Photo courtesy of Manhard Consulting
Donald Willemarck, director of technology at Manhard Consulting, is looking forward to cutting the servers he maintains in his main office as a Nasuni customer.

New distributed workforce collaboration systems rising in the AEC market are making an end run around crippling latency and bandwidth issues suffered by users sharing work on huge building-information-modeling file sets. They are doing it with hybrid systems of local and cloud servers, along with synchronization schemes that give everyone the speed of working locally, even among teams collaborating thousands of miles apart.

Two competing vendors, Nasuni and Panzura, are pleasing customers by using different approaches to solving bandwidth and latency issues—which show up when local users open and save files in seconds, while their remote collaborators working with the same files endure excruciatingly long delays. The vendors' appliances help eliminate lags with file servers; it's a big difference for users but looks the same.

Both vendors rely on servers and software installed at each distributed location to handle file processing, although virtual controllers in the cloud also have emerged as a lightwight option for mobile access.

Nasuni is using locally synchronized mirror images of a "gold," or authoritative, data set stored in the cloud. All of a client's distributed users work on regularly synchronized mirrors from that master data set. Most frequently called-for data is cached locally for rapid access.

By contrast, Panzura customers work on local files using a peer-to-peer-style file-synchronization scheme between public, private or hybrid cloud servers that also ensures that all distributed servers have duplicates of the same files, all the time. "We replace the local file server. We look exactly like Windows [file systems]. Many of our end users don't know they are using Panzura," says Randy Chou, CEO and co-founder of the company, based in the San Jose, Calif., area.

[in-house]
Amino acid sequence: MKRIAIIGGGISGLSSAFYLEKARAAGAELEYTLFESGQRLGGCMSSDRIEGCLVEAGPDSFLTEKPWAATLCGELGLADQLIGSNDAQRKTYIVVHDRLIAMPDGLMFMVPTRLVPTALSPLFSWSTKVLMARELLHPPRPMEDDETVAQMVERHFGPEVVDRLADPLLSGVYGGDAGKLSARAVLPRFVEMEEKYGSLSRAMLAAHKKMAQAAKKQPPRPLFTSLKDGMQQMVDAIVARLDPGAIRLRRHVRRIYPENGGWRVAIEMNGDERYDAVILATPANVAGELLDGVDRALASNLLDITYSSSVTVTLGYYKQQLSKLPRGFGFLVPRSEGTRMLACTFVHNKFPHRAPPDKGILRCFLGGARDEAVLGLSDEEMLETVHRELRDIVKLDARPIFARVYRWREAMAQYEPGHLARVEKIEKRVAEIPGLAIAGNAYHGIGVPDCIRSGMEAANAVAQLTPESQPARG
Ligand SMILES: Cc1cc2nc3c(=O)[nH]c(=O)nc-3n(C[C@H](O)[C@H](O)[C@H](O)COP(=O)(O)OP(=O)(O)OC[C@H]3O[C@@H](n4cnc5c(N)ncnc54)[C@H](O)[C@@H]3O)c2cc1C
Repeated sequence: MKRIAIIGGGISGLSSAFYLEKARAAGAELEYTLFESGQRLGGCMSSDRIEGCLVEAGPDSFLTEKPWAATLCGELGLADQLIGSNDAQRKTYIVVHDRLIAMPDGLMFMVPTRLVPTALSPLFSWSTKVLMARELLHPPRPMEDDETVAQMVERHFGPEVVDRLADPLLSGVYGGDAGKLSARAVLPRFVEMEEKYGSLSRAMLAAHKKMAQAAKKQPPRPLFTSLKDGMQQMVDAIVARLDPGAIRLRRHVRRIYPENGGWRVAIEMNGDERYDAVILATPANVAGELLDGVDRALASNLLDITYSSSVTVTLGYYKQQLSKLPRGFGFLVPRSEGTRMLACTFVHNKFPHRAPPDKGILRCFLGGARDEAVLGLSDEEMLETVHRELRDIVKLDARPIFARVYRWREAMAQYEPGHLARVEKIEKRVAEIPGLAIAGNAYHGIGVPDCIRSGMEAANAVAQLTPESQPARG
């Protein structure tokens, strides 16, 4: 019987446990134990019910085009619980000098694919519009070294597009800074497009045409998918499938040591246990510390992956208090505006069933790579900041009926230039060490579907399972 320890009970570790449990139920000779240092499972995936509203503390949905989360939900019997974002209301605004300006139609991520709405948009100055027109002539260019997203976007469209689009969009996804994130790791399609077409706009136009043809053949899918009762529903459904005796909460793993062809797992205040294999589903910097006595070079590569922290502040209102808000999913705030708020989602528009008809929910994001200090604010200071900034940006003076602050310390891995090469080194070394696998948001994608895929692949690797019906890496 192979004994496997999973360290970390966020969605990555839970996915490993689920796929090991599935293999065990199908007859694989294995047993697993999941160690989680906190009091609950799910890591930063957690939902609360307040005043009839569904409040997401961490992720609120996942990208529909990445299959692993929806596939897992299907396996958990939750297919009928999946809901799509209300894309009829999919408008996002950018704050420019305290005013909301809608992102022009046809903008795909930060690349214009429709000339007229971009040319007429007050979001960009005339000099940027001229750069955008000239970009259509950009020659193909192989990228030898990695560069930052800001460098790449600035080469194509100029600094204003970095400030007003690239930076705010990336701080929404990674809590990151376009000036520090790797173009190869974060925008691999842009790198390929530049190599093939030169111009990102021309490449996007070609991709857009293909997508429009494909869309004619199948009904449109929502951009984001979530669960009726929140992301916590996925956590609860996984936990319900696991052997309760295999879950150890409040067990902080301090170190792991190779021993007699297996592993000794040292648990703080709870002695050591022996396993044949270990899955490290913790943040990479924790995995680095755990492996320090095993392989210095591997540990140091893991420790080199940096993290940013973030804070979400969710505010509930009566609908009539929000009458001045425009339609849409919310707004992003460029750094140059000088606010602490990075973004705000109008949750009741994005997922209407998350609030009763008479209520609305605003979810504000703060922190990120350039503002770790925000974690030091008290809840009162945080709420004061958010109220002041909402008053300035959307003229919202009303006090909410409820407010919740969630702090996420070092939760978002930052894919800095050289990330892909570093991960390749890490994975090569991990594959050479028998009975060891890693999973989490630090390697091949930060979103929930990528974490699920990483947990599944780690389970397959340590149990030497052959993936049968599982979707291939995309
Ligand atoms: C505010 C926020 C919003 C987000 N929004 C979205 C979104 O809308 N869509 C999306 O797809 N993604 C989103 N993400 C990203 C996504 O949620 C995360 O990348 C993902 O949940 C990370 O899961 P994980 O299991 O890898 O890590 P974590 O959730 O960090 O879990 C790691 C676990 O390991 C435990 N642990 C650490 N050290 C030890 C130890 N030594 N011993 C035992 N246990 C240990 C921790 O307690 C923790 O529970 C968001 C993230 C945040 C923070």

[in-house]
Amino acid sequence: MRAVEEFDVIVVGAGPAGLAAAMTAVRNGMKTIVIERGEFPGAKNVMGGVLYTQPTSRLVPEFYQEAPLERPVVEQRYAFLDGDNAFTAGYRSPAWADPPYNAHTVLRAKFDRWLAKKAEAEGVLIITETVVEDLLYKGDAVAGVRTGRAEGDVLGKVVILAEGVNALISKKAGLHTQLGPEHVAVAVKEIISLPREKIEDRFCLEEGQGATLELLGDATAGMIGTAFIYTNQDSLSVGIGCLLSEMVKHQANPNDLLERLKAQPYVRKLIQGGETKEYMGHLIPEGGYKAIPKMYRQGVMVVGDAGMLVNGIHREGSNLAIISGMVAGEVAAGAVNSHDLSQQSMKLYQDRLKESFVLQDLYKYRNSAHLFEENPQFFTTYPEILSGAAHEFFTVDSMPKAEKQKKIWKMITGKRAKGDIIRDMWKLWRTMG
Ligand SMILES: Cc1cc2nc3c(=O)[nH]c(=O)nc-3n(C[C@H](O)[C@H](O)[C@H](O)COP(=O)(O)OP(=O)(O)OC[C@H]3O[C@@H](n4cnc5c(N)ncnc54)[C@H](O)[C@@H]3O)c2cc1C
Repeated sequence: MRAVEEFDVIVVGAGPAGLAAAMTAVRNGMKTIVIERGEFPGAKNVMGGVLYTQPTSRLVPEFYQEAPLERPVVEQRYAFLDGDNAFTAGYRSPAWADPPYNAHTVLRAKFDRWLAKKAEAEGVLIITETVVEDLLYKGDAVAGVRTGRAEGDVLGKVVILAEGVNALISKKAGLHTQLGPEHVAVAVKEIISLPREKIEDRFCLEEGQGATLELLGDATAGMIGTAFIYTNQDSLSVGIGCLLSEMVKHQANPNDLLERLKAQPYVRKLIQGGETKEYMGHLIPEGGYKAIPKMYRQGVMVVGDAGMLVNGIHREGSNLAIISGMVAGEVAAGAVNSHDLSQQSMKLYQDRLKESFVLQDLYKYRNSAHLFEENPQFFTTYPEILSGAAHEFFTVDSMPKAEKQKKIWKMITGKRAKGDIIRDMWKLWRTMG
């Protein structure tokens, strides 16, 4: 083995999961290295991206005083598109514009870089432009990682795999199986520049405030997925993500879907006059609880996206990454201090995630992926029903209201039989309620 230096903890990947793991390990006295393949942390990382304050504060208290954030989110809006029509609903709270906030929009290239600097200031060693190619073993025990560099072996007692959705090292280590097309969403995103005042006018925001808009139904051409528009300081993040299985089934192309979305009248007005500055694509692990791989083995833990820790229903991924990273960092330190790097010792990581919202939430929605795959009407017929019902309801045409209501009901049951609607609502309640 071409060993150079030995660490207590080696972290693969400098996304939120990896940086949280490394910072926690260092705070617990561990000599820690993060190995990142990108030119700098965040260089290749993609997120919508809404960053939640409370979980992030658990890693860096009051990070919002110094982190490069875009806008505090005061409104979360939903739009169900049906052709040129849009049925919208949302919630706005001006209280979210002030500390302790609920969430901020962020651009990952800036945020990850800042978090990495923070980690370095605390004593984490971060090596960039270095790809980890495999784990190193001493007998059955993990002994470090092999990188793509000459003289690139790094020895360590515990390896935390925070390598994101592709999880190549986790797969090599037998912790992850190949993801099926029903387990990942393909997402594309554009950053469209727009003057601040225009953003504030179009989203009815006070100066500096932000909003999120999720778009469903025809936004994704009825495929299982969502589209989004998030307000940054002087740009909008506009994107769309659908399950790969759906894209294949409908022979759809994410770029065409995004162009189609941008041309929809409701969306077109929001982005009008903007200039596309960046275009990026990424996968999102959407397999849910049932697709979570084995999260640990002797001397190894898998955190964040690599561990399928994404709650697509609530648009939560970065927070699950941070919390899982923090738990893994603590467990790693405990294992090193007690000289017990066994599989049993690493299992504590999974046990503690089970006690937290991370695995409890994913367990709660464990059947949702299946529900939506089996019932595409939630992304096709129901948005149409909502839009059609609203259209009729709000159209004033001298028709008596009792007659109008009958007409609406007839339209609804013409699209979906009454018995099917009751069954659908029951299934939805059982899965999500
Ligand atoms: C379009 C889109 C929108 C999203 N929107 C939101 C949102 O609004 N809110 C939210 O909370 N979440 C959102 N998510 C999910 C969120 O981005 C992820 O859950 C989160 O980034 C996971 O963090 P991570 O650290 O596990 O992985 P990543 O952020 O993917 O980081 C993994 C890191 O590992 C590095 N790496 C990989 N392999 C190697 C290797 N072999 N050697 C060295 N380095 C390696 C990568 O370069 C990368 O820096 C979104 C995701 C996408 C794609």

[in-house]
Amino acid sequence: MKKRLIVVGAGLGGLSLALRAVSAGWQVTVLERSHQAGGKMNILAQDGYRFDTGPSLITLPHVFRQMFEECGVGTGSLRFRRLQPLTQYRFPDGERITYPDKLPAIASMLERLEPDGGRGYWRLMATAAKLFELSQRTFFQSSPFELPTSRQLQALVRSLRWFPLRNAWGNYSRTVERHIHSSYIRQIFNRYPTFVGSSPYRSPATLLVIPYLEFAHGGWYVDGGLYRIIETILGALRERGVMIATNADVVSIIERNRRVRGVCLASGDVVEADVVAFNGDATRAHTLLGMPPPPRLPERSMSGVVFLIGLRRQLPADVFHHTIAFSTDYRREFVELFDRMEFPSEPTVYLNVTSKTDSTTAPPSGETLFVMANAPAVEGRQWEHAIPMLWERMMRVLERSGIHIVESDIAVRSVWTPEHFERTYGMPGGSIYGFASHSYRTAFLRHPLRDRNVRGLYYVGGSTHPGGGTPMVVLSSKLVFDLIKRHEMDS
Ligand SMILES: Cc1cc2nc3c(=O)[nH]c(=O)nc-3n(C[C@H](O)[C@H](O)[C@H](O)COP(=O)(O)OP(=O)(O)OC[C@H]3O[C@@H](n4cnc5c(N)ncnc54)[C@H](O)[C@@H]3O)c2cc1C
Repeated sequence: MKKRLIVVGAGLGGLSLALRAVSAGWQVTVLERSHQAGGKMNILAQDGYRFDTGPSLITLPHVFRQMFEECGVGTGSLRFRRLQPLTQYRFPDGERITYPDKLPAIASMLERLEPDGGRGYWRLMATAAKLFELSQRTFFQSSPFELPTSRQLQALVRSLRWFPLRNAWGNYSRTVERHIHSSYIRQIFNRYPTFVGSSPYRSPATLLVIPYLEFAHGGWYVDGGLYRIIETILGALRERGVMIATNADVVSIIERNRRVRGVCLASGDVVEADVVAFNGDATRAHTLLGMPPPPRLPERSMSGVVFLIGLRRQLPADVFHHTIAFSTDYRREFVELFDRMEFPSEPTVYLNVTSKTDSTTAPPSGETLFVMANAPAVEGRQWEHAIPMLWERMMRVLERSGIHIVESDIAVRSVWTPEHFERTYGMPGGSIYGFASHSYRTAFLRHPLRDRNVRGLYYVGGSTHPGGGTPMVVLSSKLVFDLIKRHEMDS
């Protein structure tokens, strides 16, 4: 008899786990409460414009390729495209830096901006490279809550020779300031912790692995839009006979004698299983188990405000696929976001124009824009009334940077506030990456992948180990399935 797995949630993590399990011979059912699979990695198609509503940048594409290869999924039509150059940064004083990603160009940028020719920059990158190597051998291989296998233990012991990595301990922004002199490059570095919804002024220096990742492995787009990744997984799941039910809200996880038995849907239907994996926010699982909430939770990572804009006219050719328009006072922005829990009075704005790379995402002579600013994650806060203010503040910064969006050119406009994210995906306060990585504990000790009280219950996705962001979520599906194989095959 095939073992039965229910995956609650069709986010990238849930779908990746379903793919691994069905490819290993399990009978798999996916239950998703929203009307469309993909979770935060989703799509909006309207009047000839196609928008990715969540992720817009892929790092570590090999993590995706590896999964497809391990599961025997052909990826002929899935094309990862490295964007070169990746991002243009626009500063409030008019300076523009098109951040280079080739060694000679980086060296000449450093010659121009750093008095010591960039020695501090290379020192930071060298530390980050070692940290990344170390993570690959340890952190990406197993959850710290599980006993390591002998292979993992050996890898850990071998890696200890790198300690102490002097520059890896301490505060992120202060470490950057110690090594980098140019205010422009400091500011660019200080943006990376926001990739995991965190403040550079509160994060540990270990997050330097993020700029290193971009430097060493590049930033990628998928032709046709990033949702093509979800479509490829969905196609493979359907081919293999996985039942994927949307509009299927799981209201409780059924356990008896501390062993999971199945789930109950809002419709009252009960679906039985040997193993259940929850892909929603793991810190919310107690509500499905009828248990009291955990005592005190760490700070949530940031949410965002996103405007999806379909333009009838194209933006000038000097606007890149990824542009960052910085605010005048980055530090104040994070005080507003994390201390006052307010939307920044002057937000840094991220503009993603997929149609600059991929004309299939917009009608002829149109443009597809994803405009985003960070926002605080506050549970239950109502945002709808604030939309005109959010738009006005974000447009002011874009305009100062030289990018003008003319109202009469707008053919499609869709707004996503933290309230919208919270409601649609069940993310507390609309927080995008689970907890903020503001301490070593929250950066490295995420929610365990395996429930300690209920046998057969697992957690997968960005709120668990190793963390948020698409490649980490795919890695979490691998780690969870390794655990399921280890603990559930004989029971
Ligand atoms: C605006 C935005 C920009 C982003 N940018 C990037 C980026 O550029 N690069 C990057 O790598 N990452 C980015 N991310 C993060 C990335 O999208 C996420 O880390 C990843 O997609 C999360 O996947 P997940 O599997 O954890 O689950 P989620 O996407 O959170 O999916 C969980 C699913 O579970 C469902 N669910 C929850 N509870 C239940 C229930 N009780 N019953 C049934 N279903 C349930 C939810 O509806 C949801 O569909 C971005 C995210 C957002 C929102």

Chou says the underlying logic behind Panzura's architecture does not need the cloud, but, in practice, Panzura requires customers to use the cloud to get data consistency and the "11-9s" standard of reliability that many public cloud services attain. "Panzura handles global de-dupe, compression, security and global locking to maintain 100% data consistency," Chou says. "The global repository supplies very reliable and unlimited capacity for storage." Other major benefits of both systems include automated backup, archiving and disaster recovery.

Panzura's pricing is based on its provision of cloud-controller servers and local storage and software for converting file-structure data into the object-based structure used for cloud storage as well as file-lock control to keep more than one user from modifying the same data at the same time. Cloud storage costs are handled separately.


Nasuni sells cloud storage with centralized management through OEM arrangements with Microsoft and Amazon at a flat rate per year. It rents users locally installed cloud-access boxes as network appliances, available in a range of cache sizes, to connect with the client's file structure—its namespace—in the cloud. Both vendors' servers have solid-state drives for fast access and response.